[…] Every new medium, McLuhan understood, changes us.  “Our conventional response to all media, namely that it is how they are used that counts, is the numb stance of the technological idiot,” he wrote.  The content of a medium is just “the juicy piece of meat carried by the burglar to distract the watchdog of the mind.”

And this idea, I would argue, can just as easily be applied to real world existences as it can to the virtual – or, that is to say, the more purely technological.  For example, and since we’re on the subject, think tanks and their manifest deficiencies.  As Williamson points out in his introduction, and goes on further to articulate in successive essays, there are currently problems with quality, independence and transparency – all of which can be attributed in some way or another to the ballast that expensive premises, inefficient communications infrastructures and conflicts of interest various tend to generate.

For as McLuhan points out, every new medium changes us.  But by the same token, every old structure also has its own effect.  The new may yet do unhealthy things to us in the future – that is true.  But whatever we choose to use and whatever we decide to resist, the old will also continue to have an effect and impact on the way we think.  And that impact doesn’t have to be benign simply because it’s familiar.

In the very same way as the Internet may impact us unpredictably and define how we approach this 21st century more than we care – at the moment – to admit, so we have already been conditioned by skyscraper mentalities and centralised office hubs to pay homage to pyramid-style command and (thought) control ways of expressing ourselves.

As Williamson points out in his piece on independence, the client doesn’t have to say it for coercive behaviours to show themselves:

How much does the need to maintain a funding stream impact on one’s ability to be totally honest in research? I can certainly say from my own experience that I have felt pressured to dilute findings that might be seen to be overly critical of a funder. I can also say that I never felt that pressure from the funder, rather it was a naïve assumption internally that being bland was a safer path to success than standing up for what your research actually said.

So all that ballast I mention above does bring with it its own problems.  It’s not just a question of the new changing the way we think.  It’s also a question of the old limiting where our thought can go.  Couching it then, I would suggest, in fairly pragmatic and utilitarian terms, the question now is: what can we do about this set of circumstances in order that we might remedy the noxious results of such baggage?

How, in fact, do we rid ourselves of such baggage?

How do we manage to think differently?

Mar 312010

These days, we have access to so much information.  In the past, it was all filtered.  Like through ground coffee beans, dripping little by little, the water of our understanding was coloured by the opinions, angles and prejudices of columnists, reporters and newspaper publishers.  Now, however, that we have 24-hour access to the original stuff, it would appear that we still prefer the filtered.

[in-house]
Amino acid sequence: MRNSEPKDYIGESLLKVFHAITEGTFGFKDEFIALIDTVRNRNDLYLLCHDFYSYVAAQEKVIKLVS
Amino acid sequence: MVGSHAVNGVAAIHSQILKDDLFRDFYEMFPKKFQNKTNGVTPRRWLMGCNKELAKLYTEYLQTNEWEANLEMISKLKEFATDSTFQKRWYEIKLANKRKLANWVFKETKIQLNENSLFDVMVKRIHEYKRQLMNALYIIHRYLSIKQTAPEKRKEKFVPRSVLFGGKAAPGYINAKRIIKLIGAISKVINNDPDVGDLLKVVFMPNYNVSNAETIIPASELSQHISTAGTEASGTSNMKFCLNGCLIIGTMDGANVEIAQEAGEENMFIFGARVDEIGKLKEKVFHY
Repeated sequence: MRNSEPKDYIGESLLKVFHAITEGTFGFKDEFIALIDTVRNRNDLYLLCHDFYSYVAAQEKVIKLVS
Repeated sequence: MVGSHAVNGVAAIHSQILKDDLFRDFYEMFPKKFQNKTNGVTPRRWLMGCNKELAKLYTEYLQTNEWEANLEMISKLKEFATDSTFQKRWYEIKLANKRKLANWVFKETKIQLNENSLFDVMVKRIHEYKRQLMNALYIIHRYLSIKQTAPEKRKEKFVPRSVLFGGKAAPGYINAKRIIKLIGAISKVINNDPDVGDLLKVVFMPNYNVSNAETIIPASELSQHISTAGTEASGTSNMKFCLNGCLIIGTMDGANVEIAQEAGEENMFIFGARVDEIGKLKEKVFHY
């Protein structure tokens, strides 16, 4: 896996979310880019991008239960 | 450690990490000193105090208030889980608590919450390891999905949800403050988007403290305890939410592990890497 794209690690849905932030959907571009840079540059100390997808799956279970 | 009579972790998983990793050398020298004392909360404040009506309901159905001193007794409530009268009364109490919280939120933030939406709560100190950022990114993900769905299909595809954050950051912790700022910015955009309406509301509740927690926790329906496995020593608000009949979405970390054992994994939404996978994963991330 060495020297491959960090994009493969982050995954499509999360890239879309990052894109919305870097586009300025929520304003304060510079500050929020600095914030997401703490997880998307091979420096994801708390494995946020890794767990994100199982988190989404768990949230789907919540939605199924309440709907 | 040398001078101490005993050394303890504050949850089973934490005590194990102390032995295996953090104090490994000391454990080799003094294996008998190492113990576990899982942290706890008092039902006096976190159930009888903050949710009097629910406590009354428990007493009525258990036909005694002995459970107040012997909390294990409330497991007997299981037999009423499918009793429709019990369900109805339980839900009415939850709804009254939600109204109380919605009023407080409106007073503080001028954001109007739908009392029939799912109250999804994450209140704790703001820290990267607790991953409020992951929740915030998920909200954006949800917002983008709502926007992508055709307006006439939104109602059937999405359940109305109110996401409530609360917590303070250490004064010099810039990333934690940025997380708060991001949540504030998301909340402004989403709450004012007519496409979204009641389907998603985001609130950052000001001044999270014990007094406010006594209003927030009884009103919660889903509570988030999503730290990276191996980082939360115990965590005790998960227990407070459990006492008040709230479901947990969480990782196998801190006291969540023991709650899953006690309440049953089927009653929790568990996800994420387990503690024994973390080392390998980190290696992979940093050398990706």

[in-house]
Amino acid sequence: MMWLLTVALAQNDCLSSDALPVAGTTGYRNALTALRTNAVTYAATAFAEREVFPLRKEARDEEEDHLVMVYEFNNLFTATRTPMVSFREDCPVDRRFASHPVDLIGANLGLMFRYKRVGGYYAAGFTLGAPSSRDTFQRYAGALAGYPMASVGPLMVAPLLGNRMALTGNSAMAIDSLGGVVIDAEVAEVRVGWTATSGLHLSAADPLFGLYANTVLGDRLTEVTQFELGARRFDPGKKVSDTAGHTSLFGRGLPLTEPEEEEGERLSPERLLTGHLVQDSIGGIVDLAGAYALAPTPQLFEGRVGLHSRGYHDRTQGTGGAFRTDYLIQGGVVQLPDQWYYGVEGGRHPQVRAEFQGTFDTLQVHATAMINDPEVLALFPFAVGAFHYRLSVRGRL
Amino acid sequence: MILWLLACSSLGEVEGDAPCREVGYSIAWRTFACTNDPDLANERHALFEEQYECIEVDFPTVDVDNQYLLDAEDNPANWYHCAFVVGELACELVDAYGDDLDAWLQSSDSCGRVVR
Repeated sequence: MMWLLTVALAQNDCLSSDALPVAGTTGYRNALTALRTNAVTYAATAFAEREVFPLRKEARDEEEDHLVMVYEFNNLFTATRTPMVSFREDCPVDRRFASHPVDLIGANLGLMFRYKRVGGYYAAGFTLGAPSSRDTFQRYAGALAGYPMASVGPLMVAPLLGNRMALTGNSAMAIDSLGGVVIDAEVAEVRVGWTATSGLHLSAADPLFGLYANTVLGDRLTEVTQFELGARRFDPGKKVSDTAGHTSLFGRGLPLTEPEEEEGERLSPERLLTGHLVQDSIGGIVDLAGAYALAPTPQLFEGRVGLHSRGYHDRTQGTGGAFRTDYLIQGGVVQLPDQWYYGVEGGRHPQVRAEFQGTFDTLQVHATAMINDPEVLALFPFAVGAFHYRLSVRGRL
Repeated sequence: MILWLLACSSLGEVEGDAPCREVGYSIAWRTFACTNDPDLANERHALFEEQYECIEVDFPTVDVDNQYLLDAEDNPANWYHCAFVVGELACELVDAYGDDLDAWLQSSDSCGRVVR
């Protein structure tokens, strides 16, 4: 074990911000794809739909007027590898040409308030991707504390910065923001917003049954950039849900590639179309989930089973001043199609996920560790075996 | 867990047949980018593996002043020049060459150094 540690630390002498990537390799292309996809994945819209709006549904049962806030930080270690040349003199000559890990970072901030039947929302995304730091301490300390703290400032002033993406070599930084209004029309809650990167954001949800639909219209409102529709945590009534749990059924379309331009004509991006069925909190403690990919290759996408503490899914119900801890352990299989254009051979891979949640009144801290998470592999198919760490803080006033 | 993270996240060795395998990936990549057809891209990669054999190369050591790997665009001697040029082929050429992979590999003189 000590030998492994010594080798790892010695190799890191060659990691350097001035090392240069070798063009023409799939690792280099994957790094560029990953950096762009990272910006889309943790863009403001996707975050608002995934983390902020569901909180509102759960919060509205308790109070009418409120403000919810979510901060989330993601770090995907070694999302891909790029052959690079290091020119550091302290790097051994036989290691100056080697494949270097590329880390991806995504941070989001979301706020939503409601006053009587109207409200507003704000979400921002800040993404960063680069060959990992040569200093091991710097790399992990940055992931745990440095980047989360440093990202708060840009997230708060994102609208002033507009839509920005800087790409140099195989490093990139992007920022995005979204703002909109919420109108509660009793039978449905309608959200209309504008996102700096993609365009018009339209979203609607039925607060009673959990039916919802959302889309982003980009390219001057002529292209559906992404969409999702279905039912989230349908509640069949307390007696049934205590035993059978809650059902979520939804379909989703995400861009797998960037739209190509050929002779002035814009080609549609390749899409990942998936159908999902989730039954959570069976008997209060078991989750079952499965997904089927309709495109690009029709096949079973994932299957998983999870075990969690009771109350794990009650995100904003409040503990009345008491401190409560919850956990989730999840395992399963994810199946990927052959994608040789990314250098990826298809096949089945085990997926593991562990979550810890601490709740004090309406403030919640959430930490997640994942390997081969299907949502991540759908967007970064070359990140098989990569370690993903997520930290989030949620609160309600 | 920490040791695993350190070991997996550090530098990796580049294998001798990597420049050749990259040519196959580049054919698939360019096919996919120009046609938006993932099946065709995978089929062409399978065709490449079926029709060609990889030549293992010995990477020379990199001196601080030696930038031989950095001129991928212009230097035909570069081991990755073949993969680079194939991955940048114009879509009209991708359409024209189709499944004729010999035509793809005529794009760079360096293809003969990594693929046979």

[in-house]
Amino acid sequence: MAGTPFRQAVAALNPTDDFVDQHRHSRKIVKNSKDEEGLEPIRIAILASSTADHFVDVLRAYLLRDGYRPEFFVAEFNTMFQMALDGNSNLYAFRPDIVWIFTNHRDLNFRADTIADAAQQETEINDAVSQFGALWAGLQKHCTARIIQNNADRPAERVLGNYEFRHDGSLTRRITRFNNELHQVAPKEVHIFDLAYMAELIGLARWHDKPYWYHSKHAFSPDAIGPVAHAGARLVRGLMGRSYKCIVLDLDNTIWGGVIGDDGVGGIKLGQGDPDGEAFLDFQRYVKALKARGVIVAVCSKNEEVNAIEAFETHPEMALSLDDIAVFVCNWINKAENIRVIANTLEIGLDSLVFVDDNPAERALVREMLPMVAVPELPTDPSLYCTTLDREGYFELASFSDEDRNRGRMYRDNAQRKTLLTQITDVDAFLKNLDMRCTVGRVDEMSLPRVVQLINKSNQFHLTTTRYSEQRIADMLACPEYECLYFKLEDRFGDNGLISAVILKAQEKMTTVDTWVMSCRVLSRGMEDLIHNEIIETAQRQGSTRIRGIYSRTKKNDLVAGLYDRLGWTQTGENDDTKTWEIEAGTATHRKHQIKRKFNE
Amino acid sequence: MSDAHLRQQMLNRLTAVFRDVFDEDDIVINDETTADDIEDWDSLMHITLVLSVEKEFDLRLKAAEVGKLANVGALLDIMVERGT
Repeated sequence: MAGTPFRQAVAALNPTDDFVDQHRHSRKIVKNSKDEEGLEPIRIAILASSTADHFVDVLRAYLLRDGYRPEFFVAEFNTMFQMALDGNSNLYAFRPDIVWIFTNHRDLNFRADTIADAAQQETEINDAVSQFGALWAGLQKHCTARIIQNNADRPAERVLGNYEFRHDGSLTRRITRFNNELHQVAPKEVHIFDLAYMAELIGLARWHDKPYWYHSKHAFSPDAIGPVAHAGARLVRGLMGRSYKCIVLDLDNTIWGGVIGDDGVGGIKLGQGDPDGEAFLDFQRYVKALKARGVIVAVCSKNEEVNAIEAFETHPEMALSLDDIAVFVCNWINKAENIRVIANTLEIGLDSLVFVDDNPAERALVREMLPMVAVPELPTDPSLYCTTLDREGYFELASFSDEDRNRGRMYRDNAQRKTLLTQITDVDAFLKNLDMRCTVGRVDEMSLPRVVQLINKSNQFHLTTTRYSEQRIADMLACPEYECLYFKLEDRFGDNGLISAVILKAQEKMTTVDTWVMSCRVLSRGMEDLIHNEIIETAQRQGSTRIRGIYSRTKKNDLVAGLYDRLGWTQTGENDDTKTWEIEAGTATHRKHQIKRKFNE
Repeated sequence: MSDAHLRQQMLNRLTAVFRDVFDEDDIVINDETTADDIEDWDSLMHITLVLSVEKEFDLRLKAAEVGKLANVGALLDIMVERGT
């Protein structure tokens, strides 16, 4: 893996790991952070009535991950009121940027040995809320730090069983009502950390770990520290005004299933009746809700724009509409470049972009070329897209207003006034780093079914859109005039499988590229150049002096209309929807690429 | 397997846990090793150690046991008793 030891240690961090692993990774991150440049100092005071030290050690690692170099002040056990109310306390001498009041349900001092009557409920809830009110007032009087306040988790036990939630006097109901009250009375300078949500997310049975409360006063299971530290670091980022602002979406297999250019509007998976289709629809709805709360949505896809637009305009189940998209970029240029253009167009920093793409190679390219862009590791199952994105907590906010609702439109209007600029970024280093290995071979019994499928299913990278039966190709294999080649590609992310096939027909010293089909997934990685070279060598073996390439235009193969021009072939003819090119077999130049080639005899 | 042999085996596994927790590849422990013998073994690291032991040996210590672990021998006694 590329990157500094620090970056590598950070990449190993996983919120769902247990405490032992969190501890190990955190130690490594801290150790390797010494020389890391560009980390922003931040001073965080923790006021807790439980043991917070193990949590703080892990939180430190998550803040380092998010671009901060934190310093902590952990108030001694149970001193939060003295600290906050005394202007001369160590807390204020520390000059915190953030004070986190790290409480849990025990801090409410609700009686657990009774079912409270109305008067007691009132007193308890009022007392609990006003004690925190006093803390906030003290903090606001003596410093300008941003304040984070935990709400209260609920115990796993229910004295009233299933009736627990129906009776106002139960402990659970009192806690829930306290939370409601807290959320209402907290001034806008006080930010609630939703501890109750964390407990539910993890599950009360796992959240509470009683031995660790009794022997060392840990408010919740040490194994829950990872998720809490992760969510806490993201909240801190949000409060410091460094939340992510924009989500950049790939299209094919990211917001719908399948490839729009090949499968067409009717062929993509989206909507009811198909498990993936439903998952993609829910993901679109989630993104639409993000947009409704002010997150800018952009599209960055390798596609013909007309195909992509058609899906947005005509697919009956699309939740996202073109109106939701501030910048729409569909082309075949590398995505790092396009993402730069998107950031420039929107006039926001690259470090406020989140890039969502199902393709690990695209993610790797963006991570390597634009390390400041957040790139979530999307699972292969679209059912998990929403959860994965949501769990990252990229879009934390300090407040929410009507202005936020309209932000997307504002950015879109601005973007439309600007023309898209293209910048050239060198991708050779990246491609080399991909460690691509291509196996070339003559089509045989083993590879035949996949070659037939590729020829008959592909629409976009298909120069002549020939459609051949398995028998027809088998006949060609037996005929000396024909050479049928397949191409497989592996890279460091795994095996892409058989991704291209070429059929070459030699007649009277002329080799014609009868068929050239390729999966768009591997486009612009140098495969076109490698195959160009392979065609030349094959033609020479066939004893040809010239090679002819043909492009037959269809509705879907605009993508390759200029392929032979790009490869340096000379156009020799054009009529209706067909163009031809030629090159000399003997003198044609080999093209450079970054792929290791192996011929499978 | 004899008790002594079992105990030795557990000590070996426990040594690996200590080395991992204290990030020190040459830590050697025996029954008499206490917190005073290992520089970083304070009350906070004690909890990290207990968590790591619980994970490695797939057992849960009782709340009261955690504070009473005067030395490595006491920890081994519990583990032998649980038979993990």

How many people will have actually seen the would-be chancellors of the next government battle it out in their televised debate? 

How many more will simply read up on another’s trusted opinion?

Twitter, blogging before it, the massive growth that Facebook is experiencing, niche networks like … all these tendencies point not to a rejection of the filtering tendency that mainstream media always represented but, rather, an embracing of that desire to be told, informed and narrated to by someone or some organisation we identify with and want to follow.

We are – by nature it would seem – sheeplike.  We prefer to be, is what I mean.  When they say traditional publishing is going away, they don’t mean the hierarchical model – narrator and the narrated to – is collapsing.  What they mean is that the traditional owners’ hold on publishing is collapsing.

The hierarchy – however – still remains.

And therein lies the fundamental danger of representative democracy.  A majority vote doesn’t always mean a good vote.  Sometimes, the people are right.  Sometimes, in hindsight, the people are very very wrong.

How can we guarantee wisdom in the masses when it is so difficult to divine in the individual?  No system seems to have cared to address this issue – except perhaps the US system of checks and balances, which, confrontationally, leads to chronic inertia.

The only system of government which is worth having is that which displays the least progress, perhaps.  But even here, the seeds of rank and outright dissatisfaction from a wider populace can be sown.  And that, in itself, is a danger we should be careful of – a danger we should not wish to foment.

The hierarchy of narrator and narrated to is wrong.  We should want not to be filtered to but rather to see the original data.  We should be trained to analyse and synthesise – and want to read – rawnesses, not consume ready-made pap from the land of blithe happinesses.

The challenge is this: how do we create nations of original thinkers? 

Maybe we all need our guardian angels.  Maybe this is truly what we need.